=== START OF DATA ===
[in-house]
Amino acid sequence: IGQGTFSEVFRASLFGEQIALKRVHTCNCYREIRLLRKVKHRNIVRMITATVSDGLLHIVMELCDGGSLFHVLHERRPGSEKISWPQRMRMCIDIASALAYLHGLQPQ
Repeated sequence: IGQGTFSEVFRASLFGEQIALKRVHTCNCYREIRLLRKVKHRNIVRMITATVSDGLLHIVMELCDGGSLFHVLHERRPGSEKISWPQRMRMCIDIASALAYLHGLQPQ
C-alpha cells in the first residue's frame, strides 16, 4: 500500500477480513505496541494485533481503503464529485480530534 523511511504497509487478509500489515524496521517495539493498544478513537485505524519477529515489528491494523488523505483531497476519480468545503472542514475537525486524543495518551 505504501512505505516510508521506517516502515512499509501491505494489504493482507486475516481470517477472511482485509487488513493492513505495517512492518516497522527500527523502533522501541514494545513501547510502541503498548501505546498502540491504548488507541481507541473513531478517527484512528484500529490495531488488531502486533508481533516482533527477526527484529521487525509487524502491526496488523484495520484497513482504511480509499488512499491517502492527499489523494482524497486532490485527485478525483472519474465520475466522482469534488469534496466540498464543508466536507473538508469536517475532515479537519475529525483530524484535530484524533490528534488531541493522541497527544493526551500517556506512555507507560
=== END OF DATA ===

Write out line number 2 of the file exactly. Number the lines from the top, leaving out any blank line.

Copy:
Amino acid sequence: IGQGTFSEVFRASLFGEQIALKRVHTCNCYREIRLLRKVKHRNIVRMITATVSDGLLHIVMELCDGGSLFHVLHERRPGSEKISWPQRMRMCIDIASALAYLHGLQPQ